Sunday, May 3, 2015 - 3:01 p.m.

Mary Jones and her daughter were at the pageant to support their friend Barbara

Mary Jones and her daughter have been good friends with the Dubois family for years and attended the Yoknapatawpha County Literature Festival pageant to support Barbara.

Detectives Armstrong and Murphy interviewed her the day after the murder at the Yoknapatawpha County Sheriff's Department. The interview was recorded with the witness's knowledge and consent.


  • Detective T. Armstrong
  • Detective S. Murphy
  • Mary Jones

Detective Murphy: Good morning, Mrs. Jones. How are you doing today?

Mary Jones: I'm OK, I guess. Thank you. I've been better. The last couple of days have been very… difficult.

Detective Murphy: I understand. Will you please state your name and address for the record before we go on?

Mary Jones: I'm Mary Jones. I live at 1622 Pierce Avenue here in Oxford.

Detective Armstrong: Are you employed, Mrs. Jones?

Mary Jones: Yes, I'm manager at Village Tailor, and I design and make specialized clothing.

Detective Murphy: What do you mean by specialized clothing?

Mary Jones: Mostly formal wear for pageant participants. Barbara Dubois was my first and my best customer. I'll sure miss her.

Detective Armstrong: Because she was such a good customer?

Mary Jones: No, because she was a special friend to my daughter and to me. She was like family.

Detective Armstrong: I see. I understand you were the one who made the 911 call to report Ms. Dubois missing. Can you tell me how that came about?

Mary Jones: Well, I heard a pounding on my door early yesterday morning. It was Susan — Susan Dubois, Barbara's mother. She was in a panic because Barbara wasn't in her room and her bed hadn't been slept in. Susan thought I might have seen her or she was in my room… or… I don't know. I guess I was just the first one she thought of to help her look for Barbara.

Detective Armstrong: So what did you do?

Mary Jones: We knocked on some doors in our wing, but no one had seen Barbara since the dinner the night before. I decided not to wait and to call 911.

Detective Armstrong: What time did Mrs. Dubois first contact you about her concern at not finding Barbara in her room?

Mary Jones: It was about 6:35 or 6:40, I think. We knocked on a few more doors, and then I called 911 about ten minutes later, I think.

Detective Armstrong: Can you remember who you specifically talked to after Mrs. Dubois alerted you?

Mary Jones: Yes. I went to Ingrid Freeman's room, and to Rachel Webb's, and I knocked on Bill's door right after I called 911. That's Bill Lamar.

Detective Armstrong: OK. Then what happened?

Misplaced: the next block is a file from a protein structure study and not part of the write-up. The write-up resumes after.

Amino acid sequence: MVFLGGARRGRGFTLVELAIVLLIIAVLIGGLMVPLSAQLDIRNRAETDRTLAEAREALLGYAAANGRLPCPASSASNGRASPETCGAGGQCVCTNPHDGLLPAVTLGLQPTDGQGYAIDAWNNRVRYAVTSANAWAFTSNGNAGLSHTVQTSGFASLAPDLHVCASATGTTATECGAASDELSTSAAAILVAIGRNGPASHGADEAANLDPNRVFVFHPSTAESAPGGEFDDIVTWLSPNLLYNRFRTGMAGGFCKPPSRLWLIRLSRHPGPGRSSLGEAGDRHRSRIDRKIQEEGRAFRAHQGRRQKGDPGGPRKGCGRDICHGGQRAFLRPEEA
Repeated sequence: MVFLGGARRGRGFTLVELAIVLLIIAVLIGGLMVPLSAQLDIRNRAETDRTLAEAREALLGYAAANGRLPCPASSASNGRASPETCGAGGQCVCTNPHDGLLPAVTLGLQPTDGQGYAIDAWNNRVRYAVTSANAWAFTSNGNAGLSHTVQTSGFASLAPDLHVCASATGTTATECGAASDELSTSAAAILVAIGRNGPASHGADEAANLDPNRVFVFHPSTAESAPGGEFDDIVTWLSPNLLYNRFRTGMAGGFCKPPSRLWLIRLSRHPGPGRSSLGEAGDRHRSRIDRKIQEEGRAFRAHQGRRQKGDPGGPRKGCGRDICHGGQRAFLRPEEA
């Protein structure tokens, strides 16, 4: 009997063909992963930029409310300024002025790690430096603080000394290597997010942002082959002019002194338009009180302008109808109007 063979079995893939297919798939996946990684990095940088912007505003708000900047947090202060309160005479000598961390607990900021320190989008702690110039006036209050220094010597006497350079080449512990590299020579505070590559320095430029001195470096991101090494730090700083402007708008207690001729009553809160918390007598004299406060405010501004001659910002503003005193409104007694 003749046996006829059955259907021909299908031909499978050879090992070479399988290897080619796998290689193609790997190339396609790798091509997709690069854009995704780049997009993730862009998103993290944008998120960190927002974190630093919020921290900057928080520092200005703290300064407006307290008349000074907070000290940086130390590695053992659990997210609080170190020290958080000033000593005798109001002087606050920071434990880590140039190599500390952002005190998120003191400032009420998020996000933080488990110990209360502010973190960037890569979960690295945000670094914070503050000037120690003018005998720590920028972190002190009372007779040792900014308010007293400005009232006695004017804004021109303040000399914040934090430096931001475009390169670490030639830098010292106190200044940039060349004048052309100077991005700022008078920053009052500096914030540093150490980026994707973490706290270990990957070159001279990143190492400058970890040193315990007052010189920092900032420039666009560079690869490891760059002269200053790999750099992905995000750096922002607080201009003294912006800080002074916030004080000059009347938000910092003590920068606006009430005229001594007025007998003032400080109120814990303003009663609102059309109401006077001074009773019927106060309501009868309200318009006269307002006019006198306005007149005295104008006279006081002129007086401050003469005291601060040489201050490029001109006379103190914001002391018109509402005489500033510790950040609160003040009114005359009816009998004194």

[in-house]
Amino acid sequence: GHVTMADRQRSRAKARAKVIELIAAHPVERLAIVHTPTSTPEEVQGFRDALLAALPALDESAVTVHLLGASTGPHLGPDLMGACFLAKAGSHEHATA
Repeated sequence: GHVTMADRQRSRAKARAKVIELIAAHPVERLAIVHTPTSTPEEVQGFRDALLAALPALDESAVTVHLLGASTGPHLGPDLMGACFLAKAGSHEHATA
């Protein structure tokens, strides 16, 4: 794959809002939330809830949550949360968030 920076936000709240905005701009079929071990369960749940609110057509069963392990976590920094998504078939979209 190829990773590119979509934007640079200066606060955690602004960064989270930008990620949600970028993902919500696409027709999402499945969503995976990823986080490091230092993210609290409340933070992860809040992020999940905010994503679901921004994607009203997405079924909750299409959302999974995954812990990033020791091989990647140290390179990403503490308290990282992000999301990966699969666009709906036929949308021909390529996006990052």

Mary Jones: Then we all spread out looking for her. I tried to keep Billie Jo with me because I was getting scared and I wanted her close to me. I had a terrible feeling in the pit of my stomach.

Detective Murphy: Where were you when Mr. Lamar found Barbara?

Mary Jones: I was with Susan. We were getting ready to go out and look around the grounds when someone told us Bill had— Bill found her. I'm sorry. I just can't get used to the idea she's gone.

Detective Murphy: Can I get something for you? Coffee or water?

Mary Jones: Water, please.

Detective Murphy: Can you go on now?

Mary Jones: Yes, I'll try. Sorry

Detective Armstrong: That's all right, Mrs. Jones. We know how upsetting this must be. Just take your time.

Mary Jones: It's such a shock. She was like family, especially since I lost my Elliott last year. She was so good with Billie Jo. Billie Jo idolizes— idolized her. I'm worried about how she is going to handle this.

Detective Murphy: Whatever you tell us is strictly confidential, Mrs. Jones, and it doesn't mean you're right, but who do you suspect could have done this?

Mary Jones: I know the beauty pageants are cutthroat, but it's hard to believe any of the other girls could have done something like this. Of course, Rachel had a lot to lose if she lost this pageant. She is getting near the age limit, I think, and she was counting on the pageant to get her out of small town life — and away from that witch of a mother of hers.

Detective Murphy: Which witch is this, Mrs. Jones?

Mary Jones: Erma Webb, Rachel's mother. She completely runs Rachel's life. That poor girl has no more control over her life than— well, she just has no control, period. Now there's someone who might harm Barbara: Erma Webb. I wouldn't put anything past her. I've heard her say she'd do whatever it took to get Rachel the crown.